New Zealand is among the ten worst countries in a global survey on the proportion of women in senior business roles.
A recent report by Grant Thornton, Women in Business: New perspectives on risk and reward, showed while progress was being made, it was happening at a glacial pace with New Zealand ranking 28th out of the 36 countries surveyed.
Globally, the proportion of senior business roles held by women has hit 25 per cent, but in New Zealand this figure is 20 per cent - up just one per cent on the previous year.
The number of companies with no women in senior management had dropped from 42 per cent to 37 per cent.
Stacey Davies, partner for privately held business at Grant Thornton New Zealand said the drop was one of the first positive changes since 2012, but New Zealand shouldn't be proud of its placing in the "bottom 10 pack".
"This year, global businesses have reached a milestone, with a quarter of senior roles held by women for the first time," Davies said.
"But this is a marginal improvement and we're still only halfway there."
"In New Zealand, we are still lagging well behind. Despite evidence linking diversity and improved business performance, the dial is shifting at a painfully slow rate," she said.
"This is a real concern for business growth as it suggests we aren't maximising the potential out there."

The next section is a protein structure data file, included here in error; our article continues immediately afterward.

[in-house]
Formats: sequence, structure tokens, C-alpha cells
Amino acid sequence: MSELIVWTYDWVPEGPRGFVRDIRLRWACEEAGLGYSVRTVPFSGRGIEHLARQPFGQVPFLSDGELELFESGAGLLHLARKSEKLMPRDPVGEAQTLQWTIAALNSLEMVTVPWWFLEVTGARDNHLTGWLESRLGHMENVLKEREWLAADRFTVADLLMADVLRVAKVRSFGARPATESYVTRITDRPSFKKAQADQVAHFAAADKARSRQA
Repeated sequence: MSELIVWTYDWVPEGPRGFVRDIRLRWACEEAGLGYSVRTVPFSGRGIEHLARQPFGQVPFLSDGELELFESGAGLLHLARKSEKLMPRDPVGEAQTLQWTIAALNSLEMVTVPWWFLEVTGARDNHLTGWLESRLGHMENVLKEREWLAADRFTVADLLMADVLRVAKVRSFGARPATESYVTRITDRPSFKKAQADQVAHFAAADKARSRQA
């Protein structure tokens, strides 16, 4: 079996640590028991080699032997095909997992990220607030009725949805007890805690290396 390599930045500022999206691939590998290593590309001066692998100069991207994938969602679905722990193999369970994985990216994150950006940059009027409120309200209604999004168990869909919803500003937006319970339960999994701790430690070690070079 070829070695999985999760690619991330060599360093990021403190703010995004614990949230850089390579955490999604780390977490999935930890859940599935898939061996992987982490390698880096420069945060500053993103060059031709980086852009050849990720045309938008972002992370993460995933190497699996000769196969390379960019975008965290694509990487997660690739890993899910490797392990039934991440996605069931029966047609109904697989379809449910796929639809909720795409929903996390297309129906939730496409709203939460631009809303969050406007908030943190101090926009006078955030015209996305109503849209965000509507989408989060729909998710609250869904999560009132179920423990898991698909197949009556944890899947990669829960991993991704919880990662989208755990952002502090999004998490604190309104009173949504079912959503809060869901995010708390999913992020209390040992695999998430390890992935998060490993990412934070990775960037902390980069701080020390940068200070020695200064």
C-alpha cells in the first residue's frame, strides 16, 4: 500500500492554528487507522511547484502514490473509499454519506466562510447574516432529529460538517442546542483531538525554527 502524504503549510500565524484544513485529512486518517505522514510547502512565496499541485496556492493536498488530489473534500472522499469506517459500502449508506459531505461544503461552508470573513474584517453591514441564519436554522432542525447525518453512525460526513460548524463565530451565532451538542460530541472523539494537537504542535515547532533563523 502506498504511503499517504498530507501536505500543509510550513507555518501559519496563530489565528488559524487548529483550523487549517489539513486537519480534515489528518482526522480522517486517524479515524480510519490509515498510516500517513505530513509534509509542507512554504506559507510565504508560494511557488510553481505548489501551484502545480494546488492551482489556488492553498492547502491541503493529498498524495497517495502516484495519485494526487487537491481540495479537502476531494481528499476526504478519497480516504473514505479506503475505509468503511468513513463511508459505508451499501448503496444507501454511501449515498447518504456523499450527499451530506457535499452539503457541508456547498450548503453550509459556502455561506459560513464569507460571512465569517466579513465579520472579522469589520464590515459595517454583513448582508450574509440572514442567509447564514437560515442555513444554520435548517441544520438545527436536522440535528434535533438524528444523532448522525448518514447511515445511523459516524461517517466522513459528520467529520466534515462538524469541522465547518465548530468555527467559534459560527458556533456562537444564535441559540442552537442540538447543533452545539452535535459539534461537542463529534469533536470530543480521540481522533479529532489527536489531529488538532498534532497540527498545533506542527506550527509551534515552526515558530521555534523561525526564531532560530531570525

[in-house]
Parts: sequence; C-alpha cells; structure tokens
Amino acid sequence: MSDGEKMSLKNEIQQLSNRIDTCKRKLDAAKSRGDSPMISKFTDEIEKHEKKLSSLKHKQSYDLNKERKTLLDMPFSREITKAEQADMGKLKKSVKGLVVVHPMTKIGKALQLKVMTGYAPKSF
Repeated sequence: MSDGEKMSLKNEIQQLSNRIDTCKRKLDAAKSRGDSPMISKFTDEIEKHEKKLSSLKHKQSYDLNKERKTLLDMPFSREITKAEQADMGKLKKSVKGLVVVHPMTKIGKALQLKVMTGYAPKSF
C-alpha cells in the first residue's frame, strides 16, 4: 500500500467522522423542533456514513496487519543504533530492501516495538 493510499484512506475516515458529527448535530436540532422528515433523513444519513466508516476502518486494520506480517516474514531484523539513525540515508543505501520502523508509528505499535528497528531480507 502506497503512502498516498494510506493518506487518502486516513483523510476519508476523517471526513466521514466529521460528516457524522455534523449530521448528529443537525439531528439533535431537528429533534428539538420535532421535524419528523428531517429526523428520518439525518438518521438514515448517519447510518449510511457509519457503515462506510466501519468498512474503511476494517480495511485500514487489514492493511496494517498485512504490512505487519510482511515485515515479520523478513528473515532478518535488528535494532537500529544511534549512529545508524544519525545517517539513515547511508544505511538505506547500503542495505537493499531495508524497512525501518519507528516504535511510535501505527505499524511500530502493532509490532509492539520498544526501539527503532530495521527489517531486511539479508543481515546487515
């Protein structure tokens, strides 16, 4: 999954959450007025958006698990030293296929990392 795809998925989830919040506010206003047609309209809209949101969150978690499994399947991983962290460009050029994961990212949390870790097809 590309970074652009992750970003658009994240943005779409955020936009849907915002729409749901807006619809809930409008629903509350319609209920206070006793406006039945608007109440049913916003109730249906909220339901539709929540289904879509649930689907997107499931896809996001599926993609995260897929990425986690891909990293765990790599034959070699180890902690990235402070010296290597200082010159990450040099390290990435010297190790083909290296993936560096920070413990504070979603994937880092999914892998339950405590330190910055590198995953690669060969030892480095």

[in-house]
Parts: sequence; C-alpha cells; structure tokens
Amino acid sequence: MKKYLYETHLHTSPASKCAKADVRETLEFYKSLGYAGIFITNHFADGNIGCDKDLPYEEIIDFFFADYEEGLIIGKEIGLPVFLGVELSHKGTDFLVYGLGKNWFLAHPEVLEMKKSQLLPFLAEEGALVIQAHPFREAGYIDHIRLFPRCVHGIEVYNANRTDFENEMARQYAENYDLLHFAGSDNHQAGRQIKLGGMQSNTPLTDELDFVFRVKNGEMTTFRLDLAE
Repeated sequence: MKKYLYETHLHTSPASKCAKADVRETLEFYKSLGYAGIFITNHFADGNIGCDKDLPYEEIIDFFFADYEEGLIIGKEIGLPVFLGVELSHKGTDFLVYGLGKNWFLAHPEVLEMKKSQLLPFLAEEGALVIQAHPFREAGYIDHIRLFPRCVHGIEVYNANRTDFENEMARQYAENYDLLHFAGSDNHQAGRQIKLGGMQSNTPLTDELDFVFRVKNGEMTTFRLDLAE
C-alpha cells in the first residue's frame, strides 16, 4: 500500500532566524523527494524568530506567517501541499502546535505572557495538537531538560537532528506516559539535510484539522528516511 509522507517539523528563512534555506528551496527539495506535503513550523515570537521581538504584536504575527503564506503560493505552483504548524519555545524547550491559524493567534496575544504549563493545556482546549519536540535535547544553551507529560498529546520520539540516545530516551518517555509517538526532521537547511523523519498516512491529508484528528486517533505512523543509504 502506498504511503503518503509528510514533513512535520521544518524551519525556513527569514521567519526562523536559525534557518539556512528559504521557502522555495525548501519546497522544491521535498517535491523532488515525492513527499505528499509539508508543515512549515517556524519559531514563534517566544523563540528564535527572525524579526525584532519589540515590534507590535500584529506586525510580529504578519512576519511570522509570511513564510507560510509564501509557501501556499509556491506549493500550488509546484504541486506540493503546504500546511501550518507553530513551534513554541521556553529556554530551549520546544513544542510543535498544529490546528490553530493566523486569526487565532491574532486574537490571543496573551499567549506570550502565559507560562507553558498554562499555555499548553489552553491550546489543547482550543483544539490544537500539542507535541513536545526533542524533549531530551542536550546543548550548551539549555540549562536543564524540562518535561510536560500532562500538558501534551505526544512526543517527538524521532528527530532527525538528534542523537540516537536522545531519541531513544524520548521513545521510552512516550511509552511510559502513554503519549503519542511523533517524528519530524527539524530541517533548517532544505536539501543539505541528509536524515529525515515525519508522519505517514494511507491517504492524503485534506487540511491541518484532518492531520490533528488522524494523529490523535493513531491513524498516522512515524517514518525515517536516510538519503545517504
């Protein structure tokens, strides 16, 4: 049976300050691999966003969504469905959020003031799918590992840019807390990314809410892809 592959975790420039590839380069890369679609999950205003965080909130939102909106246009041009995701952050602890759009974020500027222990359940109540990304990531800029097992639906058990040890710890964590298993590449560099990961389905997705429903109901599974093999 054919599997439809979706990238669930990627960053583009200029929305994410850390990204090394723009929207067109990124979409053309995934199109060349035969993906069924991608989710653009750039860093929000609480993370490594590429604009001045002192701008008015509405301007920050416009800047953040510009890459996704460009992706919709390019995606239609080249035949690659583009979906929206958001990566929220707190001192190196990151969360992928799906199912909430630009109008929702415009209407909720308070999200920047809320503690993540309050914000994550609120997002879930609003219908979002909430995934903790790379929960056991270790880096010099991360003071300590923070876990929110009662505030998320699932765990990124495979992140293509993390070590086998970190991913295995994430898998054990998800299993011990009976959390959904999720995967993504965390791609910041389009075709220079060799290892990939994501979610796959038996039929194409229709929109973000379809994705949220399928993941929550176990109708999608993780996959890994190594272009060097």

According to Davies the reasons for this lack of progress were varied, but she said this year's research showed a concerning sense among those surveyed that the issue had plateaued, despite evidence showing this was not the case.
The annual research conducted by Grant Thornton surveyed 5,500 businesses across 36 countries including the US, UK and most of Europe.
The global figure of 25 per cent of senior leadership roles held by women for 2017 was up marginally on the previous year with this proportion having improved just six per cent since research began in 2004.
The report also highlighted the importance of having gender diversity in senior teams, with its findings showing men and women perceived and responded to risks in different ways.
"Our research challenges the assumption that women are risk adverse and slow to act," Davies said.
"Men may be more inclined to jump to a yes or no decision, which facilitates action. But by the same measure, men can act too quickly because they feel something has to happen fast."
"Women will not rush to label a situation as a risk and mitigate it, but will consider the context fully and respond in ways that recognise the wider environment," she said.
"Gender diversity in firms' decision-making teams could ultimately be the difference between reaping success or failure."